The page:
Fairlight CMI synthesiser
computer musical instrument
Named after a Sydney hydrofoil ferry because it represented the latest in technology, the Fairlight is a good story of finding a new application for existing technologies.
Kim Ryrie and Peter Vogel were still in high school when they put together their first CMI (computer musical instrument) from off-the-shelf hardware. It was the first computer-based tool that could sample sounds from various sources (such as a dog barking) and use them in music.
New sounds could be created by drawing a 'sound wave' on the screen, which the computer would produce as sound. Theoretically, any sound was possible. Apart from opening up a world of new sounds, the Fairlight gave composers and performers instant playback. By changing the wave patterns presented on a screen they could tweak a sound into shape without singing or performing it all over again.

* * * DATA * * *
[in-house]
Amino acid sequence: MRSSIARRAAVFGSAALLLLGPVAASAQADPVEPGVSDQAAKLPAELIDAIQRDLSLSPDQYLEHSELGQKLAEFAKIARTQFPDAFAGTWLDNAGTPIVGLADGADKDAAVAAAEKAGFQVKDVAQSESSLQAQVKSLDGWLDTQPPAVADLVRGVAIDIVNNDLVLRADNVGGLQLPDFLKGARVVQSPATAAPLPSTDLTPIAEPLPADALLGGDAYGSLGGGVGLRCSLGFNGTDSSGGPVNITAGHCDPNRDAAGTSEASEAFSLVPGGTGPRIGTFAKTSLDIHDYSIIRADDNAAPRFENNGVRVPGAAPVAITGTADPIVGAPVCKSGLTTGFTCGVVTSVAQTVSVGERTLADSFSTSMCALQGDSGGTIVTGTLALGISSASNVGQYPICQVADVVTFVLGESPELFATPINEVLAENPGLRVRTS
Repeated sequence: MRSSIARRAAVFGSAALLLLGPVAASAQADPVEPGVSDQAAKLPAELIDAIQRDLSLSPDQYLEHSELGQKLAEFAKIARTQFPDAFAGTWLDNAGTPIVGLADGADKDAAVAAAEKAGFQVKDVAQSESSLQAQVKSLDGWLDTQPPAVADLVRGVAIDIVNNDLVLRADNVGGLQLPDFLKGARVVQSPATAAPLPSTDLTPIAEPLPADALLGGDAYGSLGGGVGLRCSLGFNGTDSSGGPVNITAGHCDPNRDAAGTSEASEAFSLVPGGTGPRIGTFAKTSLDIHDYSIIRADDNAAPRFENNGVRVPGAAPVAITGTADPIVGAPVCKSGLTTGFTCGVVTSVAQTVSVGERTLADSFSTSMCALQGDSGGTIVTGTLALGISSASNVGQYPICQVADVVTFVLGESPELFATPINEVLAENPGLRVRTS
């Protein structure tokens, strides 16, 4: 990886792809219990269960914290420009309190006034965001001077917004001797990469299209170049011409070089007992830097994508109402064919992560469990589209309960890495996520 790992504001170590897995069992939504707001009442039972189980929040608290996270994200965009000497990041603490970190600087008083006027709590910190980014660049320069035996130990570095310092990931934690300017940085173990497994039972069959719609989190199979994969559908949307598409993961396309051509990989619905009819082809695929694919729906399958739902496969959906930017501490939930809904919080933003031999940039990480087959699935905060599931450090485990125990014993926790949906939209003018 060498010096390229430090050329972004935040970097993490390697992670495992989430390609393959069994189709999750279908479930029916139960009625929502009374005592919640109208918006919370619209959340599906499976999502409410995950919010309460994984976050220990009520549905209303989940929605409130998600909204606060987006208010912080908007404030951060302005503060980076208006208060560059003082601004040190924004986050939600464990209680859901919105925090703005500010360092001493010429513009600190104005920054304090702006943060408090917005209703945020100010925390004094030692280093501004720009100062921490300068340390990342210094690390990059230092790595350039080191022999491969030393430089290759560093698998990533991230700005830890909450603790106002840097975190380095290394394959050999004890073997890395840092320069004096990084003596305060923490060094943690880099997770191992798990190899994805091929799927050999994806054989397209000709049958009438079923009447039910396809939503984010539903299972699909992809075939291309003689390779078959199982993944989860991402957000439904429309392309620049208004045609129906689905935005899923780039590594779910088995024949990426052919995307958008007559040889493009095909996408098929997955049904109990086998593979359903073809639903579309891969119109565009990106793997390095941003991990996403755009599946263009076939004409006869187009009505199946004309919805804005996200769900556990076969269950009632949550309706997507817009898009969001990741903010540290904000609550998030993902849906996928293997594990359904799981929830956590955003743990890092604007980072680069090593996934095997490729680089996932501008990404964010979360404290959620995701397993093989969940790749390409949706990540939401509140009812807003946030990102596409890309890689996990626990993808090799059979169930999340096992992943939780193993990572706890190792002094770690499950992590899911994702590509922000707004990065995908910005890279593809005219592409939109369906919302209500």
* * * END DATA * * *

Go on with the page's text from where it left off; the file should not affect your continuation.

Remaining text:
Stevie Wonder, a leading pop star of the time, leapt at the breakthrough. But the Fairlight was so advanced that generally musicians had difficulty working out how to use it.
Sales grew in the 1980s when the music industry started catching up with computers. At the same time, the technology got cheaper, and copies and other computer instruments took away the market created by Fairlight. The company went under in 1989, but Ryrie managed to buy back the patents. He set up a new and improved company, Fairlight ESP, specialising in custom-built electronic musical instruments. In 2001 the company won a Scientific and Technical Academy Award for the development of digital audio technology for the motion picture industry.
Who Did It?
Fairlight Instruments : R&D, manufacture
KWA Design : design
Peter Vogel : developed idea
Kim Ryrie : entrepreneur
Anthony Furse : computer consultant
'What we do best and how we could do better'
The Bulletin, 23 October 1990, pp 98-104.
Vogel and the Fairlight. Great image gallery
fun of the Fairlight
CMI information and sounds
120 years of electronic
Multi-track disc recorder - Australian Design Award